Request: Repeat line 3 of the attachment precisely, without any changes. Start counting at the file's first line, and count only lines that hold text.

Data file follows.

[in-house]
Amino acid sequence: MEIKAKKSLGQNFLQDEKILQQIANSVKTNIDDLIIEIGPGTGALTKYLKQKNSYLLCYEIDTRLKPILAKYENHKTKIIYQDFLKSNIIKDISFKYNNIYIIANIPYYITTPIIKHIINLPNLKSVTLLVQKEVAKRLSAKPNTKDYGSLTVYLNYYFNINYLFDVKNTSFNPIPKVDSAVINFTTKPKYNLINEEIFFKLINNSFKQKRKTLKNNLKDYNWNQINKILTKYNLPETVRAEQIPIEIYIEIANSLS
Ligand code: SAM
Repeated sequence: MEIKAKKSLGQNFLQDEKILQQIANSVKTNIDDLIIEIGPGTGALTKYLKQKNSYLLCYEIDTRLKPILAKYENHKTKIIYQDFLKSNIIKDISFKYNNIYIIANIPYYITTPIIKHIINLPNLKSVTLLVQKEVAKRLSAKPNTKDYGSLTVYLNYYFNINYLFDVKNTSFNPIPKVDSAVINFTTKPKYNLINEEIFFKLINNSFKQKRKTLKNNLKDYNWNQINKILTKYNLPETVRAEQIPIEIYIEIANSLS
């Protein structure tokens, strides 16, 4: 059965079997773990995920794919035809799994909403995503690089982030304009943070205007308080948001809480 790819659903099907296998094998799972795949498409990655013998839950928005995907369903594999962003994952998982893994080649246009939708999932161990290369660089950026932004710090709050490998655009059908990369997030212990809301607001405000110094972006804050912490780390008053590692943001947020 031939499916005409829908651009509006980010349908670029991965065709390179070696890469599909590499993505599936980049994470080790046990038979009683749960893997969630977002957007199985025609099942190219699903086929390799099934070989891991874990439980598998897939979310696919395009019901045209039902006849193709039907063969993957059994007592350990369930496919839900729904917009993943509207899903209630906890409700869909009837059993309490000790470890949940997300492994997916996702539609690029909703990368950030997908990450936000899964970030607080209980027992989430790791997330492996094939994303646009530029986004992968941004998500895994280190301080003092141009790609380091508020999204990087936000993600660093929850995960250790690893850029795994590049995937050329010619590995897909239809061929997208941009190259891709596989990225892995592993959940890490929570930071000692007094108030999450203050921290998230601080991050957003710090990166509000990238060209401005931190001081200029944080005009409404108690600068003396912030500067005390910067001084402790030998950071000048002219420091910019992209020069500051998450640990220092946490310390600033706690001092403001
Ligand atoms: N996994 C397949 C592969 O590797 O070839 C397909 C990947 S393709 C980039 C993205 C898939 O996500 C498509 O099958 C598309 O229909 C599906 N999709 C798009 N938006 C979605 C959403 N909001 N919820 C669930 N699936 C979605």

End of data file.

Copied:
Ligand code: SAM